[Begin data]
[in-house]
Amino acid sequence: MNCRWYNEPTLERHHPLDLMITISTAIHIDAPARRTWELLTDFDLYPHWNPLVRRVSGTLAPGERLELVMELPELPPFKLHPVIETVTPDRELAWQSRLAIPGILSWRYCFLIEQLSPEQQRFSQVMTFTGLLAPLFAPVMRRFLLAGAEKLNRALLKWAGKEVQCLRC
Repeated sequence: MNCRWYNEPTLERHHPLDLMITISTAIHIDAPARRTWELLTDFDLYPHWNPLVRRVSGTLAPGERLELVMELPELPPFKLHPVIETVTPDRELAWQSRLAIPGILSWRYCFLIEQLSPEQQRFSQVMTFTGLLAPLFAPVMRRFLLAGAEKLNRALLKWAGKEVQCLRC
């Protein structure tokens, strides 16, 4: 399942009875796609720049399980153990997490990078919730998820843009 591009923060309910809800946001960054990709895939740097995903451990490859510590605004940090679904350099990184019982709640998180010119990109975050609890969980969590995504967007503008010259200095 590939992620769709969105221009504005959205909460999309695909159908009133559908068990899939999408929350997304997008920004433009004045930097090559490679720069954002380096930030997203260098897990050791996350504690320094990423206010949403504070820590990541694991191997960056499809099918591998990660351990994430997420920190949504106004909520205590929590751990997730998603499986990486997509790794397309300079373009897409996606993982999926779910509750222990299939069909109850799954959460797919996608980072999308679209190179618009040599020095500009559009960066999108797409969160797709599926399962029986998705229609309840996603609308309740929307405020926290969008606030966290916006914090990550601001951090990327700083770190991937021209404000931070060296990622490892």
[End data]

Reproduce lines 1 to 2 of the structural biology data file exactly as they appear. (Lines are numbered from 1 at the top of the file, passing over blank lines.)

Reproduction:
[in-house]
Amino acid sequence: MNCRWYNEPTLERHHPLDLMITISTAIHIDAPARRTWELLTDFDLYPHWNPLVRRVSGTLAPGERLELVMELPELPPFKLHPVIETVTPDRELAWQSRLAIPGILSWRYCFLIEQLSPEQQRFSQVMTFTGLLAPLFAPVMRRFLLAGAEKLNRALLKWAGKEVQCLRC